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Do Hard Things Because They Are Hard

Last week I went to Utah to run an unusual marathon. My time was well over two hours slower than any marathon I've done, but that was by design—I was running with someone who was doing a series of extreme events back-to-back, every day for 100 days in a row.

The pace, therefore, was slow.

His name is James Lawrence, more popularly known as the Iron Cowboy. I'd heard of James a year or two ago after watching a documentary of his previous quest where he attempted (and accomplished, with a few small variations along the way) 50 Ironman-distance triathlons in 50 states in 50 days.

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Travel Hacking Opportunity: Easy Way for Small Business Owners to Earn 110,000 Points

Link: 110,000 Point Bonus Offer (Must have an LLC or S-Corp)


I haven't been writing much about travel recently, for reasons that are probably obvious. Travel doesn't exist at the moment! At least not in the same way it used to.

But it will again, especially with all that we've learned in the past year and vaccination well underway. I'm convinced that when it does, there will be some amazing deals and opportunities.

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Do This When You Visit a New Place

ender-vatan-2_wSj_4osX0-unsplash Pandemic life has taught many of us to appreciate moments in life that might otherwise pass us by. I've been trying to pause and take note of how I feel at the end of the day, often as I walk in the park or one of my nearby neighborhoods.

With that in mind, here's a tip inspired by The Art of Stopping Time, a book by Pedram Shojai: whenever you visit a place that's new to you, consider the sense that you might never be there again.

Just imagine: this might be it! Your only opportunity in one lifetime to visit this particular place. How might this make you feel?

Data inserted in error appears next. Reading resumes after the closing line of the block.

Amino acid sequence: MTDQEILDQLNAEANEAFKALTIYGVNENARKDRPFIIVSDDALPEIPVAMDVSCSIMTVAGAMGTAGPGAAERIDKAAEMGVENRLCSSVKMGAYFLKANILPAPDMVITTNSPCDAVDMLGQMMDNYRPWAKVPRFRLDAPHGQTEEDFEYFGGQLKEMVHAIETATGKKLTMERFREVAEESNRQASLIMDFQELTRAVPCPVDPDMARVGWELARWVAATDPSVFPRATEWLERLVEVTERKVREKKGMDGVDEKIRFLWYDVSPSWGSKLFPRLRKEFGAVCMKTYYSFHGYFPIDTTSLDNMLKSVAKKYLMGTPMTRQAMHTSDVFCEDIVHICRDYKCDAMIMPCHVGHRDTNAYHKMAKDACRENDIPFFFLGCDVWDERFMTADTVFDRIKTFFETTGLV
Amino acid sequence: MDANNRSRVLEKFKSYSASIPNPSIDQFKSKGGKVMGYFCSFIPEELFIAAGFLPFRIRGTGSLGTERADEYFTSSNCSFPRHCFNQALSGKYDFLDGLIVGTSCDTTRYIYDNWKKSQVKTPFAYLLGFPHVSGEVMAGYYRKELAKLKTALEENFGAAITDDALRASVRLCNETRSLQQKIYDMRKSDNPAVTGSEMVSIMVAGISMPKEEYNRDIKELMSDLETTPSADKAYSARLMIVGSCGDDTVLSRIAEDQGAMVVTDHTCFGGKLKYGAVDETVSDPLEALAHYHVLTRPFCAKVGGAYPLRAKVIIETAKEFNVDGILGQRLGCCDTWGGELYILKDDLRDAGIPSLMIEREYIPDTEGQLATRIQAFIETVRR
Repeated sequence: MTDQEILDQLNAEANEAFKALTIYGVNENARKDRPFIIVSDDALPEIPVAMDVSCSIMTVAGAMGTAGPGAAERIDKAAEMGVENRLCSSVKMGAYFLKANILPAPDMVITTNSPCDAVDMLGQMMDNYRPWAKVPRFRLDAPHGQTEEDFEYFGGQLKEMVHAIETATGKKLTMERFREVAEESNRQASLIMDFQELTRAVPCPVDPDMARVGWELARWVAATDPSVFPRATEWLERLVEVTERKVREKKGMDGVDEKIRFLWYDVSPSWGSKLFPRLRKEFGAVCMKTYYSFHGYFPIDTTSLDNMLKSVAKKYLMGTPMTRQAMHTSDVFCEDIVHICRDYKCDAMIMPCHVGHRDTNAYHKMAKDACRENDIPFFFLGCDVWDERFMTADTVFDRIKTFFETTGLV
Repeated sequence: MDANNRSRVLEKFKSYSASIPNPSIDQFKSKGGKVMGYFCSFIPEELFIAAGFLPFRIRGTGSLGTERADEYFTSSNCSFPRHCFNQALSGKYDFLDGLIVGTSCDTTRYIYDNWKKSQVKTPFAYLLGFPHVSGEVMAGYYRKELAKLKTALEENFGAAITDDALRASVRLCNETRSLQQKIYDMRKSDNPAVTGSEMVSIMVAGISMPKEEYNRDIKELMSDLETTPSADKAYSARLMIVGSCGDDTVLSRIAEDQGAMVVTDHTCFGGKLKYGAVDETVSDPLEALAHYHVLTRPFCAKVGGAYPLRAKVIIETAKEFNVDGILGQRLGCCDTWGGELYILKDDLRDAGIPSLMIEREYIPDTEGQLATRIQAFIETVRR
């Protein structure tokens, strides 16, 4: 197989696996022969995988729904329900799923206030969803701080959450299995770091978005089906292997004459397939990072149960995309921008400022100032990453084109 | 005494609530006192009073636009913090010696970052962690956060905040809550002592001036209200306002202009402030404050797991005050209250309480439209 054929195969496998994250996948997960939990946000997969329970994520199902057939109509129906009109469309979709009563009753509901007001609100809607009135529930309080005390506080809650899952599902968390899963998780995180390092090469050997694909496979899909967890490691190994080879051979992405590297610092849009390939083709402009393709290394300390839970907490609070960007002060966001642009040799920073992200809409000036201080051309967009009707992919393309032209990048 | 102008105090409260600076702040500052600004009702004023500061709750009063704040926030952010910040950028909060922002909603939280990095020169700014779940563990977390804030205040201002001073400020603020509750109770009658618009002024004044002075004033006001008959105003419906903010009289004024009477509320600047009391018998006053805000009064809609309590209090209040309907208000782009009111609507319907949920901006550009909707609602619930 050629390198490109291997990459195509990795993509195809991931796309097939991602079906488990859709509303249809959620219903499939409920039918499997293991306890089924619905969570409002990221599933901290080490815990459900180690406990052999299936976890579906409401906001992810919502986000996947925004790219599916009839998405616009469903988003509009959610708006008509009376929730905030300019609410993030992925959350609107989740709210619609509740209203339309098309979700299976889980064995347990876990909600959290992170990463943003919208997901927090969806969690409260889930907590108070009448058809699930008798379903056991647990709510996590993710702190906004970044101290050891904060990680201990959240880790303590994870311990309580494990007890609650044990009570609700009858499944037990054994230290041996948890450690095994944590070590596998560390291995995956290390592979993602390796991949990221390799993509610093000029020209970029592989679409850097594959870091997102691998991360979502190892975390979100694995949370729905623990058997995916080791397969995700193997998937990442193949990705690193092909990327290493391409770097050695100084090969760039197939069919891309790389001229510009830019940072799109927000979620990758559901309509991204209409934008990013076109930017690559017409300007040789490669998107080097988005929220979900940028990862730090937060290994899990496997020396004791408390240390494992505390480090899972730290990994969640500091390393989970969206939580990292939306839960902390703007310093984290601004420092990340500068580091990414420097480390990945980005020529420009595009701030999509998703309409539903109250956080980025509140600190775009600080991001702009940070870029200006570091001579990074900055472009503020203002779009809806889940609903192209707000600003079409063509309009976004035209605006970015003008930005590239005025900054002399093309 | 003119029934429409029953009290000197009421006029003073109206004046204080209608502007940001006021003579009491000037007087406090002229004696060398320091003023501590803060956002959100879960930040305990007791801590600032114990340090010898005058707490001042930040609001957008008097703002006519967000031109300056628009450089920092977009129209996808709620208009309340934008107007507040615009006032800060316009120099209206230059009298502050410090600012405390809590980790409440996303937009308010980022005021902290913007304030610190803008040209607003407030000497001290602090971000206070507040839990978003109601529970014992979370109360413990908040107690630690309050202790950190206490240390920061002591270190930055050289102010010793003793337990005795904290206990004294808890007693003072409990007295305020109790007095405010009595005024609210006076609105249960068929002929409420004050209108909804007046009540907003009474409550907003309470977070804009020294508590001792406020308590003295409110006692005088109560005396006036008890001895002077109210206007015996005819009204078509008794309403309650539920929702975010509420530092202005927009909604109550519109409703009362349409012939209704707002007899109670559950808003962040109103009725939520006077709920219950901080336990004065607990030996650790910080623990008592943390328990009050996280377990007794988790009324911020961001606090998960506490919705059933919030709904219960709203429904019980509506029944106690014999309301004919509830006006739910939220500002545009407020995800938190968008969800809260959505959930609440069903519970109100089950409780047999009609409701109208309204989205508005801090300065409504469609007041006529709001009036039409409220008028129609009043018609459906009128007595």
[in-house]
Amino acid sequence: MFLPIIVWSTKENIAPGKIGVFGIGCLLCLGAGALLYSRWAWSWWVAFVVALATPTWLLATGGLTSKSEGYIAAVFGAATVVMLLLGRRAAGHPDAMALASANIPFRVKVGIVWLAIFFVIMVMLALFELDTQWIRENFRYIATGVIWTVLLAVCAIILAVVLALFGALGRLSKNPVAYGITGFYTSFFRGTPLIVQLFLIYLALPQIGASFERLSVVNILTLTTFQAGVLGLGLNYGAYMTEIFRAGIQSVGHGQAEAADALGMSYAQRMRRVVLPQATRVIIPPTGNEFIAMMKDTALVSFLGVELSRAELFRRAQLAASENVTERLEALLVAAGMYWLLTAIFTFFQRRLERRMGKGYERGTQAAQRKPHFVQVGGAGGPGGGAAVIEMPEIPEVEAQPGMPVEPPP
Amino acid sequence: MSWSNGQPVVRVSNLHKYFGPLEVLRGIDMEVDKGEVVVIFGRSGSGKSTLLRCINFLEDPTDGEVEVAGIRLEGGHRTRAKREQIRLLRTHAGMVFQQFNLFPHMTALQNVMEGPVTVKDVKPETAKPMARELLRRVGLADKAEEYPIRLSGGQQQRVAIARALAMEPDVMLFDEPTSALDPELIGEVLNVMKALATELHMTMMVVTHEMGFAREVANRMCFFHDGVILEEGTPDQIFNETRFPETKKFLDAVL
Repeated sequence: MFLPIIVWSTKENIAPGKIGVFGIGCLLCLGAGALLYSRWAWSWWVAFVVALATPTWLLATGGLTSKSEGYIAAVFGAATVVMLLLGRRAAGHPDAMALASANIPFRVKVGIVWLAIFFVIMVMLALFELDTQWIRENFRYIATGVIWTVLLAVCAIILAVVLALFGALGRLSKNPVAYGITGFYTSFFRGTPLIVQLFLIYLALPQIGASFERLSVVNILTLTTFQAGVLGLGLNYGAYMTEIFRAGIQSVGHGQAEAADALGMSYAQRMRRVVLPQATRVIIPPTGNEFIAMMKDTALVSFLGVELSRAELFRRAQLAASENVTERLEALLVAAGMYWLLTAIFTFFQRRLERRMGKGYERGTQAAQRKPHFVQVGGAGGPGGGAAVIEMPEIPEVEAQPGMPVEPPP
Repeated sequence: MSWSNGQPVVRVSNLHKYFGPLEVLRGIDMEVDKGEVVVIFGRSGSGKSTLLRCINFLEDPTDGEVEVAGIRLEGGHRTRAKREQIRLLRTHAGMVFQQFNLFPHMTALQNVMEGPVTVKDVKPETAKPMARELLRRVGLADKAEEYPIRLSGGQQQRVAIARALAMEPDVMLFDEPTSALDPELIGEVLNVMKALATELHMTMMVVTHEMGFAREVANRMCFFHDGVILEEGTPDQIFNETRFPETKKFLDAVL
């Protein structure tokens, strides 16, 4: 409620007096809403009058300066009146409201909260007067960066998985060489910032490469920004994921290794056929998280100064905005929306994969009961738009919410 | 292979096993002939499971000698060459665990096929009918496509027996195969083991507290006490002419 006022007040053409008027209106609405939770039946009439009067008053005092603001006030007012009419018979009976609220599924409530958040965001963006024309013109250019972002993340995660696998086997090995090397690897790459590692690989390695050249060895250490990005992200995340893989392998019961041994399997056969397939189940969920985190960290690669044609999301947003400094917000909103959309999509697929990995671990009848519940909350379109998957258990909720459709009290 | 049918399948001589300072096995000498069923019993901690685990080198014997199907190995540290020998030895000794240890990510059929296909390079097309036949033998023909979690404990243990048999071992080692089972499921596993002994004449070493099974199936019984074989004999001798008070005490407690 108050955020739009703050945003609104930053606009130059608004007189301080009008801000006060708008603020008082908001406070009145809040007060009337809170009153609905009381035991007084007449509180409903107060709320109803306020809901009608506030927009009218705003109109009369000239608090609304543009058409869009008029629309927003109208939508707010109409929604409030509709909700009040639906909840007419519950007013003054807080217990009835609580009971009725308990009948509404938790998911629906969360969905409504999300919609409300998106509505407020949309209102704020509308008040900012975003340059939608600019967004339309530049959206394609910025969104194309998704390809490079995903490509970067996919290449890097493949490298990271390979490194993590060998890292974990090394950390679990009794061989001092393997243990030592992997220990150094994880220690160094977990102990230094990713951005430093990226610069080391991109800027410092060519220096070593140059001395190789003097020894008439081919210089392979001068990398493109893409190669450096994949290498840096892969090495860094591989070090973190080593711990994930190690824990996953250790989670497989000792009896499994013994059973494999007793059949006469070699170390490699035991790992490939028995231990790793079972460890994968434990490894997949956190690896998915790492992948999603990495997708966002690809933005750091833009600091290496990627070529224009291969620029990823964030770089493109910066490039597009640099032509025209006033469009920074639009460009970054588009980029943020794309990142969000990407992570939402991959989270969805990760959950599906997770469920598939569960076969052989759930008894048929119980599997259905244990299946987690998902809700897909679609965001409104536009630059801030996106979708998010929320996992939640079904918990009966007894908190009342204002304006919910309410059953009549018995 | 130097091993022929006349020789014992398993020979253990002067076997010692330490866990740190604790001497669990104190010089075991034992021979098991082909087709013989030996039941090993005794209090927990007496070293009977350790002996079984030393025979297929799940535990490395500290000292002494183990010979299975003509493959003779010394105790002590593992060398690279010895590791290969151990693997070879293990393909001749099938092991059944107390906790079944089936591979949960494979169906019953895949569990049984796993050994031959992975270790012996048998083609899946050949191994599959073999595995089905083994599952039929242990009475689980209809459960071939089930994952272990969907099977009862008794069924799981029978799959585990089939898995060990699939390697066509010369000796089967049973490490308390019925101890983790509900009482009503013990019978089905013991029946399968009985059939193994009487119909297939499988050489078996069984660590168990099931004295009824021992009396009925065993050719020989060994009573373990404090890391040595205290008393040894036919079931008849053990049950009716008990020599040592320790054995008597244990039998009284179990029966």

What, you say you aren't traveling much now? That's okay.

This "new place" could be anywhere: a part of the woods you've never seen on your next nature hike, for example, or even a street in your neighborhood you've never driven before. The point is to create awareness and appreciation.

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New Travel Hacking Offers: Earn 100,000 Hilton Honors Points & More


Greetings from paradise, also known as Australia.

I started writing this post from one of my favorite places in the world: the balcony of my room at Park Hyatt Sydney (check out this photo of the sunrise!). I’m staying here with points earned from the Chase Sapphire Preferred, my #1 recommendation for travel rewards cards.

Normally the room would cost $900 a night (!), but naturally my cost is ... $0. I’ve been here over and over, usually at least once a year, and every stay has been “funded” through my points from this card.

And it’s not just here. All over the world, I’ve been able to fly and stay for nearly free, all thanks to the wonders of travel hacking.

All of this is possible for you, too! Or at least it is for many of our readers, who regularly write in to tell me about how they used their points for amazing experiences of their own.

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5 First Steps for Travel Hacking

If you’re new to this blog, one of the things I write about is travel hacking—the art of having incredible experiences that would otherwise be unobtainable for most people.

It’s a bit different from budget travel, which tends to focus on staying on hostels, flying on low-cost carriers (LCCs), etc. Travel hacking can not only help you travel, it can help you travel better.